06 September 2011

Wednesday's Child: Ruby Lee Overton

Ruby Lee Overton (1910-1914) has a pretty marble gravestone beneath a tree in Sharp Cemetery, with a bench alongside it. It's a pleasant and peaceful spot.

Her stone is engraved with a dove carrying an olive branch, imagery reminiscent of the Noah's Ark story.

The allusion is particularly evocative combined with her epitaph, which reads, "Our darling one hath gone / before to greet us on the / blissful shore."

Reading that verse and looking at the image of the dove, I thought of the story of the dove being sent out from Ark to seek dry land- shore- and returning with an olive branch as proof of its presence; compare this to the idea of a little child going before her parents to a metaphysical "shore"; the image of the dove and its assurance that something was there waiting must have been spiritually comforting in that context.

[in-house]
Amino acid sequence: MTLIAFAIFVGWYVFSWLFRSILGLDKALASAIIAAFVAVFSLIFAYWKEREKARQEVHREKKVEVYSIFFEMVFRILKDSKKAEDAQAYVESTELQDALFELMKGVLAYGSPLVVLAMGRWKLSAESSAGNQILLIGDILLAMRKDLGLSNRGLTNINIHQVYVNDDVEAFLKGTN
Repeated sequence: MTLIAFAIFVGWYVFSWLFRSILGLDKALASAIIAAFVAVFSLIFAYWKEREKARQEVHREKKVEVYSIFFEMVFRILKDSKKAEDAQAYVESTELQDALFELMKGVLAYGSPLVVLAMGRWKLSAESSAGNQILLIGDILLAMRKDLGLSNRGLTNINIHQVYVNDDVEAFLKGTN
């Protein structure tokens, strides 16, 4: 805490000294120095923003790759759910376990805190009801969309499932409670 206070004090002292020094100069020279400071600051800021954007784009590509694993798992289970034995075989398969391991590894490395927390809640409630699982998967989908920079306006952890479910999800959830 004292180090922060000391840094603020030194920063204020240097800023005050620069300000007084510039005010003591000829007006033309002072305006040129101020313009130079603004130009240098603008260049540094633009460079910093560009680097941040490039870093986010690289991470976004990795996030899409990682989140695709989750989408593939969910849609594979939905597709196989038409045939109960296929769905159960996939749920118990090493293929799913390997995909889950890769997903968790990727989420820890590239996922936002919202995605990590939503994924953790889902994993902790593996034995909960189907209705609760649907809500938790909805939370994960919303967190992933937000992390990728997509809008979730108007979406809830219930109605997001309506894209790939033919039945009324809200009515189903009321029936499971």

Dau. of
J.A. & M.A.
OCT. 22, 1910
JULY 11, 1914
Our darling one hath gone
before to greet us on the
blissful shore.

The sources I have read on gravestone iconography describe the lamb as a symbol of innocence primarily used on children's gravestones, but in my wanderings through local cemeteries, I have so far noticed that doves seem to be as common a symbol on children's graves as lambs, though neither doves nor lambs seem to be exclusively children's symbols, as I have mentioned before.

I am in the process of collecting some data on this to try to determine whether a pattern of age or gender distribution in the use of either of these symbols actually exists, at least in my area.

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